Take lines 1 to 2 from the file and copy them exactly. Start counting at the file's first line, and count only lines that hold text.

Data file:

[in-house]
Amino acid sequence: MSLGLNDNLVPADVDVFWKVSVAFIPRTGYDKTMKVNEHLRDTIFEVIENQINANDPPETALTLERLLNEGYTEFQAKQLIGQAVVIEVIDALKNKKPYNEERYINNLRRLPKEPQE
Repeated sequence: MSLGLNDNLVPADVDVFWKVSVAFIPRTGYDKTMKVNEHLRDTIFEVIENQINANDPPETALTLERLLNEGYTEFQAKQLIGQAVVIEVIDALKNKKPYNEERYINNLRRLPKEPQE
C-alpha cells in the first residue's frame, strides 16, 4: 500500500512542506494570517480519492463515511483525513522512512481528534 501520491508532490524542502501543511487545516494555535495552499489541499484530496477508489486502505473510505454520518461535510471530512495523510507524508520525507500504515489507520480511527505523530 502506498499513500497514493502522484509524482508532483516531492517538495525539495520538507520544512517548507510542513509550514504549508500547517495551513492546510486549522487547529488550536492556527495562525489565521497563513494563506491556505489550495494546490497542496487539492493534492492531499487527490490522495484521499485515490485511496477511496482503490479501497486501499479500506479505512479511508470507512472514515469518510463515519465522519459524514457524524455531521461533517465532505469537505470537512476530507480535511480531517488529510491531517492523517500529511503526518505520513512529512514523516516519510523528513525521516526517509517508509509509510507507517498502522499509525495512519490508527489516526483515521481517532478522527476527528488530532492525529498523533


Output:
[in-house]
Amino acid sequence: MSLGLNDNLVPADVDVFWKVSVAFIPRTGYDKTMKVNEHLRDTIFEVIENQINANDPPETALTLERLLNEGYTEFQAKQLIGQAVVIEVIDALKNKKPYNEERYINNLRRLPKEPQE